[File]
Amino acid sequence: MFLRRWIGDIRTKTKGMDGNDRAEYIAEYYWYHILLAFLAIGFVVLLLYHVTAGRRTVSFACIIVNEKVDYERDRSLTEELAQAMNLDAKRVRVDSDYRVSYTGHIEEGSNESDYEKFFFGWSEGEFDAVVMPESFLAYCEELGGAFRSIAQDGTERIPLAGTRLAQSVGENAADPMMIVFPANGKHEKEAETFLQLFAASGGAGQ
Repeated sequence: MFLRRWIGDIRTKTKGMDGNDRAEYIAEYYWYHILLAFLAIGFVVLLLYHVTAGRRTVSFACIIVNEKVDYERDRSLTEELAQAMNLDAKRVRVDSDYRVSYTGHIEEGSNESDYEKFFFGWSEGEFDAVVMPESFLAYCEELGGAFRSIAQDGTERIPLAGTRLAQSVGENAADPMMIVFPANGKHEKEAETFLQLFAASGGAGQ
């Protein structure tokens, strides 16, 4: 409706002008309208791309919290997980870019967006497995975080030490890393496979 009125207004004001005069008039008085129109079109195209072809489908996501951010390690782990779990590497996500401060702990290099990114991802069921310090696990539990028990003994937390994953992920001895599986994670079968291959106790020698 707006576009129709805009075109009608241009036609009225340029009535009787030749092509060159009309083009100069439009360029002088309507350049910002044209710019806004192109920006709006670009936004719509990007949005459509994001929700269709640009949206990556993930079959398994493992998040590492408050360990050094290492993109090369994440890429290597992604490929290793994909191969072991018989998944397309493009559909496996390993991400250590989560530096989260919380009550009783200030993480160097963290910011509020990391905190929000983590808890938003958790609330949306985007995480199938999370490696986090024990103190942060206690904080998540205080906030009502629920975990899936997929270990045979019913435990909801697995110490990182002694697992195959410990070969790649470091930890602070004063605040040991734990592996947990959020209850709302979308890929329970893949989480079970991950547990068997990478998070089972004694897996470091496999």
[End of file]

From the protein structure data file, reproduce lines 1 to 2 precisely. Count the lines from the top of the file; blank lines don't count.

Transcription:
Amino acid sequence: MFLRRWIGDIRTKTKGMDGNDRAEYIAEYYWYHILLAFLAIGFVVLLLYHVTAGRRTVSFACIIVNEKVDYERDRSLTEELAQAMNLDAKRVRVDSDYRVSYTGHIEEGSNESDYEKFFFGWSEGEFDAVVMPESFLAYCEELGGAFRSIAQDGTERIPLAGTRLAQSVGENAADPMMIVFPANGKHEKEAETFLQLFAASGGAGQ
Repeated sequence: MFLRRWIGDIRTKTKGMDGNDRAEYIAEYYWYHILLAFLAIGFVVLLLYHVTAGRRTVSFACIIVNEKVDYERDRSLTEELAQAMNLDAKRVRVDSDYRVSYTGHIEEGSNESDYEKFFFGWSEGEFDAVVMPESFLAYCEELGGAFRSIAQDGTERIPLAGTRLAQSVGENAADPMMIVFPANGKHEKEAETFLQLFAASGGAGQ